This post was originally published on Michael Brito’s blog Britopian.
I read a lot of posts about content marketing. It’s really the heart of what we do at Edelman Digital. We use content to grow communities, be more visible in search, engage with influencers and advocates and more importantly to change behaviors. Truth is, everything we do as communicators and marketers revolves around content across paid, earned and owned media channels. Content is the lifeline of the social ecosystem.
Much of what I have been reading online for several years now shows us the types of content to create – blog posts, tweets, status updates, videos, whitepapers, webinars, infographics, reports, Slideshare presentations, case studies, press releases and the list goes on.
And then there are the posts that tell us how to create good content – interview people, curate and aggregate, ask the community for ideas, top ten lists (I hate these), review a product or service, and I can’t even think anymore.
And we can’t forget the posts that outline characteristics of good content – human voice, put the audience first, ensure it’s optimized for search, keep it simple, keep the facts straight and that good content must entertain, provoke thought, educate, inform and be that word we all love and often over use: relevant.
And lastly, I love reading the posts about “The top 10 content marketing mistakes” and it’s usually the common themes of having no plan, wrong purpose, plagiarizing, recycling old content and I am sure there are a hundred more that I can’t remember.
It’s not hard to create good content. It can surely get expensive and there is a level of expertise needed … but it can be taught and learned. The challenge, especially for larger companies, are the operational elements of content marketing. Hopefully this will provide some clarity.
Understanding internal brand messaging is important but it’s only half of the equation. Combining external insights from research, community feedback, data, media customer feedback and search behavior will give more insight as to what the editorial strategy needed for the social ecosystem. To reach this level, companies must adapt their way of thinking and realize that customers don’t want to read about brand messaging points, or what the brand stands for, it’s vision, etc. It’s still possible to use brand messaging coupled with the factors below to reach an editorial strategy that provides customer value and at the same time, consistency with the brand. Narrative development cannot be done in a silo by the brand team or a branding agency. It’s an initiative that requires a multitude of stakeholders, various levels of expertise and an organization that exemplifies enterprise collaboration.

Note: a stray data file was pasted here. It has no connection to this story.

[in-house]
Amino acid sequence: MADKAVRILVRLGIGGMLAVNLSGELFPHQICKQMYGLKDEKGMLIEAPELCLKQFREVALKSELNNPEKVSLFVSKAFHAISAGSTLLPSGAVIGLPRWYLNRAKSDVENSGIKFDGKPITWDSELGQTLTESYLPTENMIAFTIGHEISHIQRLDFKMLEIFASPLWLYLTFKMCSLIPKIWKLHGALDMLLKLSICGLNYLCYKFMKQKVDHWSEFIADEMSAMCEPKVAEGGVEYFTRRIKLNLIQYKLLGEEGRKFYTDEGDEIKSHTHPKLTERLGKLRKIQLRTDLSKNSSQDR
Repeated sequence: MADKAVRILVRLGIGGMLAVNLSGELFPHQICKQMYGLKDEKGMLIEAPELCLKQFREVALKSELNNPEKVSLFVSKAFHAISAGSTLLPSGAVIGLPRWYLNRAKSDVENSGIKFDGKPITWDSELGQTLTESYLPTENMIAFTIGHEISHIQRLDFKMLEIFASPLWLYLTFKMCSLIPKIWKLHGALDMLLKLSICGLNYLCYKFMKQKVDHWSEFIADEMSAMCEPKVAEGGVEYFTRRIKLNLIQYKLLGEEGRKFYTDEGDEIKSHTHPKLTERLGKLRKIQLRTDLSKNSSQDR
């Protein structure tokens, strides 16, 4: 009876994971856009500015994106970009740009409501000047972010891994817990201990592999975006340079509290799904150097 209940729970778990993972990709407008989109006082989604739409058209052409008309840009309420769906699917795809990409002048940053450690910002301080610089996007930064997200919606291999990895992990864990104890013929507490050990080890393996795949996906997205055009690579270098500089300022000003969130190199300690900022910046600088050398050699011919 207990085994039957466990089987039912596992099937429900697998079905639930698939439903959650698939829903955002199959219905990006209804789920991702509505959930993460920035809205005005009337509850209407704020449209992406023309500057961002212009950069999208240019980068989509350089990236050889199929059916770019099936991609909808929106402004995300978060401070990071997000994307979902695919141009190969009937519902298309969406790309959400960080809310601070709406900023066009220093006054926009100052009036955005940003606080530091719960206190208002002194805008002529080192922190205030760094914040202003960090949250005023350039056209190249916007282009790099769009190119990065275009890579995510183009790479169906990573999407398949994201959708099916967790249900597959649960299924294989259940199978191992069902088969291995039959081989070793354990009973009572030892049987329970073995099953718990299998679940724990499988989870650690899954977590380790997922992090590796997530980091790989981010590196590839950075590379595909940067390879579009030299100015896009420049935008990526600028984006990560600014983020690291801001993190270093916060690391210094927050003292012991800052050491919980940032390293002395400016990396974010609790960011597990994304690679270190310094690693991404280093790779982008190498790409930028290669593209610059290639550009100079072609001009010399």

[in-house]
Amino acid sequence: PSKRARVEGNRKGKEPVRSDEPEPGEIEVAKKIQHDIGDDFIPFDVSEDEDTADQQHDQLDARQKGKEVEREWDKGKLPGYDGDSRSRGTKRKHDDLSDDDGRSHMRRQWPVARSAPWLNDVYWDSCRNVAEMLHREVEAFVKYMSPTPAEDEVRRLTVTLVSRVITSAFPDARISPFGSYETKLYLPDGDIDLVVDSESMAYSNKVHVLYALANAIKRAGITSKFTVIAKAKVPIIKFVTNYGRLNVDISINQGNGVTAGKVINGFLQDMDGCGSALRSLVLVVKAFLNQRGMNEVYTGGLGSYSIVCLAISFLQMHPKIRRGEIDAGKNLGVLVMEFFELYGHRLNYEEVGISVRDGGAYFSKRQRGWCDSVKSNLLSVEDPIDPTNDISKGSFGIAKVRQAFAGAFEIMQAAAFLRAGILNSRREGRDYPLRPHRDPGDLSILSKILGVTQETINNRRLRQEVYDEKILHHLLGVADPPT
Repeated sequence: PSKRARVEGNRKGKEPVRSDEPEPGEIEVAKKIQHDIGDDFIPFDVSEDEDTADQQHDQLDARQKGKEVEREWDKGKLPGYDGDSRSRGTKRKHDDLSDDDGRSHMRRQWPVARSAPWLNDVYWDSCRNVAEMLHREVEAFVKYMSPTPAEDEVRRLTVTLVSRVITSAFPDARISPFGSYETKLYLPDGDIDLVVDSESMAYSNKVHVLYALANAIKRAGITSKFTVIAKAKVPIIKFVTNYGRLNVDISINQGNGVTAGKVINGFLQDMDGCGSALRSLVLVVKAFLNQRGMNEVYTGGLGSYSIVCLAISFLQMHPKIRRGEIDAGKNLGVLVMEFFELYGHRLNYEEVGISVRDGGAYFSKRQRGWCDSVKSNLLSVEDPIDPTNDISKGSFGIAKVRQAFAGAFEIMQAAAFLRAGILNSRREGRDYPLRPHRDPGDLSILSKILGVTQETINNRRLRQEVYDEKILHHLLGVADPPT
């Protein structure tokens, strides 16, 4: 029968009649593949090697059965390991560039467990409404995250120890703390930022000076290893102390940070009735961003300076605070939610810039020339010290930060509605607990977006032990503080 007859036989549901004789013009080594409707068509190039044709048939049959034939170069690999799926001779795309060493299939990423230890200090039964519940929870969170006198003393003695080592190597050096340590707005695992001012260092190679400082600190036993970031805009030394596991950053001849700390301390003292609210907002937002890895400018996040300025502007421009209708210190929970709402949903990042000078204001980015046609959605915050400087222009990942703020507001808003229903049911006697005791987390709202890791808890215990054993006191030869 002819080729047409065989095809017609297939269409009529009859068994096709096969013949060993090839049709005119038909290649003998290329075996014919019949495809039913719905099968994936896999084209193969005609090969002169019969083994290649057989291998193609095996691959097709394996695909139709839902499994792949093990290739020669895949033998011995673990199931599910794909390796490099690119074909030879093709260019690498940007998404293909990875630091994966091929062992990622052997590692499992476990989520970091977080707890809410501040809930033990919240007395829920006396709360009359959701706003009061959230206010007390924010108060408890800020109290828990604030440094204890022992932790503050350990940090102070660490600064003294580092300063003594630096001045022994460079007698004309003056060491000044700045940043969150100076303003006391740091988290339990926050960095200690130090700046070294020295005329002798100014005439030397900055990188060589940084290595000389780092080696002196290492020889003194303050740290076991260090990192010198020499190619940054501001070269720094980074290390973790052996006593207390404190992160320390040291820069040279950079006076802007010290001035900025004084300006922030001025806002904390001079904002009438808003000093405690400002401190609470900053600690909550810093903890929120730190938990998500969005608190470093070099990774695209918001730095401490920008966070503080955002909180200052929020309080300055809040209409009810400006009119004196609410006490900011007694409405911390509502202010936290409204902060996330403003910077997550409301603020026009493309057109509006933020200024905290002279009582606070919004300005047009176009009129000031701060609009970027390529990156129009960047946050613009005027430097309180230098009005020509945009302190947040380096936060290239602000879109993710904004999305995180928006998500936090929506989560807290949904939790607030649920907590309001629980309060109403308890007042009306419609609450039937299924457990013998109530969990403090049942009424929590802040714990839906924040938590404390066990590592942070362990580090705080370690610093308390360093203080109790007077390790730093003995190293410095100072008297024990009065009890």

Assigning Roles Responsibilities
Understanding who is in charge of what is vital to the success of any marketing program. If you have several employees, marketing teams and regional leads engaging in social media, the last thing you want is disjointed content (i.e. multiple postings each day, multiple/un-managed communities, no strategic thought behind time/day of sharing, zero consistency.) This scenario is common in many organizations and is a natural result of having multiple Facebook page admins, no clear content direction, minimal collaboration, lack of internal processes/governance and/or technology that doesn’t support workflows and approvals. Here is an example of one way to assign roles responsibilities:
Building Workflows, Approval Processes Crisis Communications Protocols
Once the roles and responsibilities are assigned and mutually agreed upon, it’s imperative to create a process for content creation, approval and publishing. Here is an example of what that may look like (model slightly revised from DivvyHQ) and of course deploying a technology solution with built in controls is imperative:
Building a collaboration infrastructure is important to ensure consistency and that everyone involved in the content strategy (from ideation to creation to distribution and measurement) understand the business and marketing goals; and proactively share knowledge and best practices. This is more than just a conference call. It must be a collaborative working session. Otherwise, it will be like most conference calls – a useless waste of time.
As with most content marketing and community management initiatives, there is always the possibility of running into disgruntled customers or a potential crisis. It will happen and these issues cannot be ignored. Having a crisis escalation plan is important to ensure that all contributors and community managers understand the process to escalate conversations and to whom they should escalate them to.
Many times, these operational elements are overlooked with most content marketing strategies. It’s in situations like this where social business planning can help.
Business Network image from BigStock.
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